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More Young People Get Cancer Than Ever Before. Is Diet To Blame?

In 2019, over 1.7 million new cancer cases and almost 600,000 cancer deaths were reported in the U.S.  Even though medical advancements have enormously improved how cancer is treated and how early it can be detected, we are still playing catch up against this chronic disease. 

If you look back just over a decade ago, there were 18.7 million people worldwide who received a new cancer diagnosis. Fast forward to 2019, and that number has ballooned to 23.6 million new cancer diagnoses worldwide. That is a significant jump in just under ten years. 

You can argue that some of that is due to earlier detection and better diagnostic tools and procedures, but the truth is that cancer deaths are also on the rise. If the uptick in cases were mostly just due to better technology and earlier detection, you would expect a drop in cancer deaths, which hasn’t been the case. Luckily, one of the things we have come to understand about cancer is that it is generally a disease that becomes more prevalent with age. Advancing age is still the most important risk factor for cancer in general and for many individual cancer types.

You shouldn’t worry about cancer until you are in your 50s – or so we thought. According to a brand new study published just last month, there is an alarming rise in cancer rates in people under 50. It turns out that cancer is getting a lot younger and fast. 

The study found that since 1990, younger people have become increasingly more likely to develop cancer in the breast, colon, esophagus, kidney, liver, pancreas, and eight other organs. And things get even more alarming. Researchers also point out that early-onset cancer tends to be more aggressive and harder to catch.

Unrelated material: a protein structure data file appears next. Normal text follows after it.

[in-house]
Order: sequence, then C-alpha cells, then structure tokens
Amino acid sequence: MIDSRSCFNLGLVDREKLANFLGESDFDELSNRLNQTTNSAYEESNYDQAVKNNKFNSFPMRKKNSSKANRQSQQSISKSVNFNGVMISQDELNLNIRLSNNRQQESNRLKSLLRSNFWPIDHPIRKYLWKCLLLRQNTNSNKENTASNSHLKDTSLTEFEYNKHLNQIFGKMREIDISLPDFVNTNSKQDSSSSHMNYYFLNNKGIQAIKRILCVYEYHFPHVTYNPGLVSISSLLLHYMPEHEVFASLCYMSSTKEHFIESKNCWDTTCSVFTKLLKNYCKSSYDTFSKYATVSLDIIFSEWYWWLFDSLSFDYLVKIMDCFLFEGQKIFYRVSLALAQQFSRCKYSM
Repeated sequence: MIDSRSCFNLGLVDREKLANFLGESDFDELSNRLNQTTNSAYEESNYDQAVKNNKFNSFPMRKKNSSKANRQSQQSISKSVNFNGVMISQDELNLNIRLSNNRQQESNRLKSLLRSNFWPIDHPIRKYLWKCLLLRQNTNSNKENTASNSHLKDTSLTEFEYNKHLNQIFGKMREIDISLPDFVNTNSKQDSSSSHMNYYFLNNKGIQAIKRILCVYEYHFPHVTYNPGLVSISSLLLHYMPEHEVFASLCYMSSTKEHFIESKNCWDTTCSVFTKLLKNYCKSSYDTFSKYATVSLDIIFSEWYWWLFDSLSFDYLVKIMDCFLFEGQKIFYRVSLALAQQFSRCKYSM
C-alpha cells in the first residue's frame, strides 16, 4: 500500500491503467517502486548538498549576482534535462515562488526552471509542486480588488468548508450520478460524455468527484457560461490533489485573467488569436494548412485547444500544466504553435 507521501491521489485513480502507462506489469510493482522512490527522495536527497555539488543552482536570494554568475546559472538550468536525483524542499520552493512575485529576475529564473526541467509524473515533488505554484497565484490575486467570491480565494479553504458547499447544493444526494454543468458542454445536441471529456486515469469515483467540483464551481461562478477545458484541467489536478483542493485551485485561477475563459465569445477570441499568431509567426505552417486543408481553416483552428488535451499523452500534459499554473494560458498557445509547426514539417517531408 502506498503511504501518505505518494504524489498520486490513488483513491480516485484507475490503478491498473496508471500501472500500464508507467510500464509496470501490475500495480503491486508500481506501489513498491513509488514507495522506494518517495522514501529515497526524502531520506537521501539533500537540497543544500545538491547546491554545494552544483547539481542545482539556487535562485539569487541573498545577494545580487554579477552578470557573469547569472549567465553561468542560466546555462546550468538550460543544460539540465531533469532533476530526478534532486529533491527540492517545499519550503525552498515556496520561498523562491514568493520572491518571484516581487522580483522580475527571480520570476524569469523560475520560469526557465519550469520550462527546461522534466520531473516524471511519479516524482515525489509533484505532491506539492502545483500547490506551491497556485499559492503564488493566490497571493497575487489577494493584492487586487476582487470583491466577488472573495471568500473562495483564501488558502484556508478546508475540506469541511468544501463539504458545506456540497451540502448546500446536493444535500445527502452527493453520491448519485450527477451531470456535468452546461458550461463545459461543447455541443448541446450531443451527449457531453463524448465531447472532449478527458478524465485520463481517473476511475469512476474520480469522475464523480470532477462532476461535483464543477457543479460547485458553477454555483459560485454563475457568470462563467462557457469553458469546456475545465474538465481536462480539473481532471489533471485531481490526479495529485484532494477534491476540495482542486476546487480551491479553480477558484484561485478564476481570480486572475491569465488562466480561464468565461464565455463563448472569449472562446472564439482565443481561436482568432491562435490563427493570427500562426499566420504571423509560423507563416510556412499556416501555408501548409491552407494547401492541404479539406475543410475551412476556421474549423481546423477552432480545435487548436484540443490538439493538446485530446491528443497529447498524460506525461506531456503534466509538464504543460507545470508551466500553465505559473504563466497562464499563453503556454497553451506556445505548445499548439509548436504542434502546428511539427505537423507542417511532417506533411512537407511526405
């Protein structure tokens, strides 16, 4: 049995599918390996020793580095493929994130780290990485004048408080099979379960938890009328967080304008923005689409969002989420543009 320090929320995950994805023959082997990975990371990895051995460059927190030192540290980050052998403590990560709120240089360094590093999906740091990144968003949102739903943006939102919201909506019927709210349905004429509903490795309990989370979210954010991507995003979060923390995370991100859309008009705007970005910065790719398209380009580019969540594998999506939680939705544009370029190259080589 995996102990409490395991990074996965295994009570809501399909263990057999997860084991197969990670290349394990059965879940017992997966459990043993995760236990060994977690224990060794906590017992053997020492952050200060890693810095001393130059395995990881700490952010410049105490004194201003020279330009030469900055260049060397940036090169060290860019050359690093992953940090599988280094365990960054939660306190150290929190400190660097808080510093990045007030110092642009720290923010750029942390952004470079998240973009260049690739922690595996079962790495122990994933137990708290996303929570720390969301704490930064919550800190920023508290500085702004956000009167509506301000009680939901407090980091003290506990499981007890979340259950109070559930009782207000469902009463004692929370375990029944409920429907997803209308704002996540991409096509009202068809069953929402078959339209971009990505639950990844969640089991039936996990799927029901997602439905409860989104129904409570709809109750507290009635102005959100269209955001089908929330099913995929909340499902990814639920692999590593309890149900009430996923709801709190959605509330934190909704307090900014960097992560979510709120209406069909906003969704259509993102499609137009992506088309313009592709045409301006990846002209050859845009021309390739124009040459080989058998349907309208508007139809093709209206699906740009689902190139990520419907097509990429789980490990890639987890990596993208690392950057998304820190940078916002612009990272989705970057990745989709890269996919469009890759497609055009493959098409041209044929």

There’s a strong speculation that cancer is at least partially caused by poor diet

So why is cancer trending in this direction? Unfortunately, no one knows for sure. What we do know is that over the past few decades, there have been significant changes to our diets, lifestyle, stress levels, obesity rates, exposure to environmental pollutants, and the makeup of our microbiome. 

Given that 8 out of 14 early-onset cancers in the study are related to the digestive system, there is strong speculation that diet, obesity, and our microbiome could play a significant role in this spike in cancer rates among younger people. There is already existing research to support the idea that an altered gut microbiome could impact tumor growth. 

The key takeaway? Cancer is getting younger, more aggressive, and harder to detect. While this might seem like some heavy information to digest on a Wednesday, the point of sharing this isn’t to stress or freak you out. While there isn’t one definitive answer as to why cancer is hitting younger, it is clear that lifestyle factors play a role in determining someone’s cancer risk. This means that your health is something you have almost complete control over.

The diet you eat, the exercise you do, the sleep you get, and everything else you do to optimize your health make a huge difference in your risk profile for developing cancer and all other chronic lifestyle diseases. Even if cancer is trending younger, it is well within your control to buck that trend and live a long healthy life. 

The statistics are just that – statistics. Remember that your health journey is something you will always have control over, no matter which way the statistics are trending. 

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